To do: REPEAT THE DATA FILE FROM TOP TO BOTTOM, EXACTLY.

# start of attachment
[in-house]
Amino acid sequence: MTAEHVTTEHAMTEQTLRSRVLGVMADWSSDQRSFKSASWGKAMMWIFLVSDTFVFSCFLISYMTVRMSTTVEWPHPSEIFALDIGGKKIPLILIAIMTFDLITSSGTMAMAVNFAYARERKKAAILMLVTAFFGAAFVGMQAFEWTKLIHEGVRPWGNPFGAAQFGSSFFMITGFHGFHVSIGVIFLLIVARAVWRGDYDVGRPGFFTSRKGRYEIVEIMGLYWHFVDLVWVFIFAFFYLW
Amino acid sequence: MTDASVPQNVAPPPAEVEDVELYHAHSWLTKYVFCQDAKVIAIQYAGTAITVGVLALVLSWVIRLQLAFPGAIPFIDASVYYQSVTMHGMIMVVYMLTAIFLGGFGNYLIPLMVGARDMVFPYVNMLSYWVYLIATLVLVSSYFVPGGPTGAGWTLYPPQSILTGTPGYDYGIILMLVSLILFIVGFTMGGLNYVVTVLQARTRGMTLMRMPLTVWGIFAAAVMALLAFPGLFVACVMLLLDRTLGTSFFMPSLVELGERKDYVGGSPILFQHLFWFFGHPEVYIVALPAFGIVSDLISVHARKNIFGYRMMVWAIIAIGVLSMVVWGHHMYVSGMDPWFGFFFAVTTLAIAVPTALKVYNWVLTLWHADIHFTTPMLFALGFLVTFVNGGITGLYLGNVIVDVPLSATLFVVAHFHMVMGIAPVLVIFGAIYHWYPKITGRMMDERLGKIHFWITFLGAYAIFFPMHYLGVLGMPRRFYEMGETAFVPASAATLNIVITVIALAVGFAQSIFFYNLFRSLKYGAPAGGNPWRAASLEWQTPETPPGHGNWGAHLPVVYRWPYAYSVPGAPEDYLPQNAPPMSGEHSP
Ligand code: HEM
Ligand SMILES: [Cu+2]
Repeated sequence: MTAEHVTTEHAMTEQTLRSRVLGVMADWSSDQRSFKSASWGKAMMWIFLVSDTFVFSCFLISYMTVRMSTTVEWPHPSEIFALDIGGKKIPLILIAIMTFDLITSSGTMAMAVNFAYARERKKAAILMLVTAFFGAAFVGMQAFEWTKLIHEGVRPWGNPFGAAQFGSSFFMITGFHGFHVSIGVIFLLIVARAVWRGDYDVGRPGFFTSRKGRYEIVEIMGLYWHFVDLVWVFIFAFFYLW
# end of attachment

[in-house]
Amino acid sequence: MTAEHVTTEHAMTEQTLRSRVLGVMADWSSDQRSFKSASWGKAMMWIFLVSDTFVFSCFLISYMTVRMSTTVEWPHPSEIFALDIGGKKIPLILIAIMTFDLITSSGTMAMAVNFAYARERKKAAILMLVTAFFGAAFVGMQAFEWTKLIHEGVRPWGNPFGAAQFGSSFFMITGFHGFHVSIGVIFLLIVARAVWRGDYDVGRPGFFTSRKGRYEIVEIMGLYWHFVDLVWVFIFAFFYLW
Amino acid sequence: MTDASVPQNVAPPPAEVEDVELYHAHSWLTKYVFCQDAKVIAIQYAGTAITVGVLALVLSWVIRLQLAFPGAIPFIDASVYYQSVTMHGMIMVVYMLTAIFLGGFGNYLIPLMVGARDMVFPYVNMLSYWVYLIATLVLVSSYFVPGGPTGAGWTLYPPQSILTGTPGYDYGIILMLVSLILFIVGFTMGGLNYVVTVLQARTRGMTLMRMPLTVWGIFAAAVMALLAFPGLFVACVMLLLDRTLGTSFFMPSLVELGERKDYVGGSPILFQHLFWFFGHPEVYIVALPAFGIVSDLISVHARKNIFGYRMMVWAIIAIGVLSMVVWGHHMYVSGMDPWFGFFFAVTTLAIAVPTALKVYNWVLTLWHADIHFTTPMLFALGFLVTFVNGGITGLYLGNVIVDVPLSATLFVVAHFHMVMGIAPVLVIFGAIYHWYPKITGRMMDERLGKIHFWITFLGAYAIFFPMHYLGVLGMPRRFYEMGETAFVPASAATLNIVITVIALAVGFAQSIFFYNLFRSLKYGAPAGGNPWRAASLEWQTPETPPGHGNWGAHLPVVYRWPYAYSVPGAPEDYLPQNAPPMSGEHSP
Ligand code: HEM
Ligand SMILES: [Cu+2]
Repeated sequence: MTAEHVTTEHAMTEQTLRSRVLGVMADWSSDQRSFKSASWGKAMMWIFLVSDTFVFSCFLISYMTVRMSTTVEWPHPSEIFALDIGGKKIPLILIAIMTFDLITSSGTMAMAVNFAYARERKKAAILMLVTAFFGAAFVGMQAFEWTKLIHEGVRPWGNPFGAAQFGSSFFMITGFHGFHVSIGVIFLLIVARAVWRGDYDVGRPGFFTSRKGRYEIVEIMGLYWHFVDLVWVFIFAFFYLW